LONDON (Reuters) - Gold eased on Wednesday, having fallen for the past three trading days, as the euro came under pressure from continued worries about the euro zone.
Across the broader markets, European shares fell along with the euro, while safe-haven Bund yields were steady on the day, as investors weighed up the impact of the ongoing debt crisis on regional growth, while Germany sold new two-year bonds for a record-low yield.
Spot gold was down 0.35 percent at $1,643.71 an ounce at 7:30 a.m. EDT (1130 GMT), having lost 1.5 percent in value over the previous three trading days.
“From my point of view, we have to see a good shakeout towards the downside first, perhaps to break $1,600, or even lower than that and after that we will probably head back up again,” Afshin Nabavi, head of trading at MKS Finance said.
“We are seeing very little demand from the physical dealers, very little demand from the investors, it’s pretty much come to a standstill and I think we have to come off (in price),” he added.
Gold traded in a tight band on Wednesday, leaving the spread between the session high and low at just $8.7 an ounce, the narrowest since the end of last year.
“The nervousness around the euro zone has eased a bit, which could help stabilize the euro and support gold prices,” said Shanghai CIFCO Futures analyst Li Ning.
But Li added that market sentiment remained cautious ahead of the Federal Reserve’s meeting of its policy-setting Federal Open Market Committee (FOMC) next week, after comments from the Fed over recent weeks have caused sharp price fluctuations. <FED/AHEAD>
Adding to the cautious tone were lingering concerns about Spain’s finances. Although Spain managed to exceed the target at Tuesday’s debt auction, it was forced to pay a stiff premium compared with a month earlier, boding ill for a key long-term debt sale on Thursday.
In terms of investment demand, shorter-term speculators in gold futures have cut their exposure to the metal to their lowest in a month, while flows of gold in and out of exchange-traded products (ETPs) have virtually stagnated over the past two months.
Options on shares in the SPDR Gold Trust, the world’s largest gold-backed ETP show investors are betting on a rising underlying gold price.
SPDR Gold Trust options maturing this Friday <0#GLD*.U> show most open interest is gathered in call options, which give the owner the right, but not the obligation, to buy shares in the trust at a pre-set price, at a strike price of 165.0 a share, which equates to an underlying spot gold price of $1,699 an ounce.
Based on combined open interest in SPDR calls and puts, the largest bet investors are taking are on shares moving to 160.0 a share by Friday, which is equivalent of a spot gold price of roughly $1,648 an ounce, which highlights some of the lack of any strong investor conviction in gold right now.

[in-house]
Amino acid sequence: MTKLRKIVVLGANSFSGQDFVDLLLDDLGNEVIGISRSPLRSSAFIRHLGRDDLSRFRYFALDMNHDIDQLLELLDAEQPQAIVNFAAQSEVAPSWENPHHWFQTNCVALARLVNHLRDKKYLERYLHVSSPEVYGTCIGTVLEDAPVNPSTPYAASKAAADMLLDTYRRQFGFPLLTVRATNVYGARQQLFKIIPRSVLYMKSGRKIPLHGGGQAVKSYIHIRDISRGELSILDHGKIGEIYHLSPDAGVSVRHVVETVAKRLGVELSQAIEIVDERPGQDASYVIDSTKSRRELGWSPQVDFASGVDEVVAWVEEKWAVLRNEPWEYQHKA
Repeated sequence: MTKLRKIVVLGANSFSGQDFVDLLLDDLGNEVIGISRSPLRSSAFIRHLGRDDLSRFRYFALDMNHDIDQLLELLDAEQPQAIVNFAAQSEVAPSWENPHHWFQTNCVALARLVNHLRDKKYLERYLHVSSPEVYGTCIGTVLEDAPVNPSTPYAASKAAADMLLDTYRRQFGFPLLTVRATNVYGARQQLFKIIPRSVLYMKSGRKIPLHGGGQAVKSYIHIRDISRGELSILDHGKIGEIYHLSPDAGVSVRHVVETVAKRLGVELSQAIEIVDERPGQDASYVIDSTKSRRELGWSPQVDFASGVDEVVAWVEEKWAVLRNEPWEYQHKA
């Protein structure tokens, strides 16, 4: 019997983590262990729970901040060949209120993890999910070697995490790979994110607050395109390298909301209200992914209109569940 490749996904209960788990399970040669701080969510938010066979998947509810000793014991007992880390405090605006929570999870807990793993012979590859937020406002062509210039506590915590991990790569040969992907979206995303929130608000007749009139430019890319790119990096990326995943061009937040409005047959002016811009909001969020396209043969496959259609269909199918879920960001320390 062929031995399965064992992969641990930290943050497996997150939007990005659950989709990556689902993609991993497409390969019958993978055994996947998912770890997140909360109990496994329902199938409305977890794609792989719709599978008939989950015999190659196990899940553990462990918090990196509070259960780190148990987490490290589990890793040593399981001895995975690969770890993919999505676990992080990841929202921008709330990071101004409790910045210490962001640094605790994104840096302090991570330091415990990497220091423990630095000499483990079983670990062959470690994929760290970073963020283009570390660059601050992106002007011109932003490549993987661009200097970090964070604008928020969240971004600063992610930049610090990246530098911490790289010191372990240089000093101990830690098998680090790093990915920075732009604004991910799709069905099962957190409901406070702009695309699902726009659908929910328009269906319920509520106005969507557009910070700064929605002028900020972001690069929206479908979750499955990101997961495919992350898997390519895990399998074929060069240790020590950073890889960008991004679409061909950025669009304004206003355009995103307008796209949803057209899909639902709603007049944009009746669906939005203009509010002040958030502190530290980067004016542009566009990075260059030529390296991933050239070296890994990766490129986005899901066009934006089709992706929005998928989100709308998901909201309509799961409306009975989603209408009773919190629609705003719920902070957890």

“Gold price action has become stale, with conviction in either direction remaining remarkably low. The yellow metal could certainly use fresh catalysts from external markets at this stage to shake it out of this stupor,” Edel Tully, a strategist at UBS said.
“But until there is a clear sign as to whether it is taking on a safe-haven or a risk persona, investors are likely to continue keeping participation small and timelines brief. Instead, it’s quite likely that gold will wait and take its next directional cue from the FOMC meeting next week.”
Buying interest in Asia’s physical market was muted, even as a key gold-buying festival in India looms on the horizon.
“People won’t want to commit too much at this point,” said Ronald Leung, a physical dealer at Lee Cheong Gold Dealers in Hong Kong. “There is some buying when prices fall to the $1,630-$1,640 level, but the volume shrinks when prices rebound to $1,660-$1,670.”
Leung said gold bar premiums in Hong Kong were stable at $1.10-$1.60 per ounce above London prices.
For all the absence of conviction in the gold market at present and the 1.3 percent fall in price in April, gold has outperformed both silver and platinum so far this month.
Of the four precious metals, platinum has fallen the most in April, having lost nearly 3.5 percent in value to trade at a discount of almost $70 an ounce to gold, after having traded at a premium of nearly $30 a month ago.
Spot platinum was up 0.1 percent on the day at $1,578.20 an ounce, while palladium, which has performed the strongest out of the precious complex in April, with a 1 percent rally, was down 0.2 percent at $657.20 an ounce.
Silver was down 0.4 percent at $31.54 an ounce.
Additional reporting by Rujun Shen in SINGAPORE; Editing by William Hardy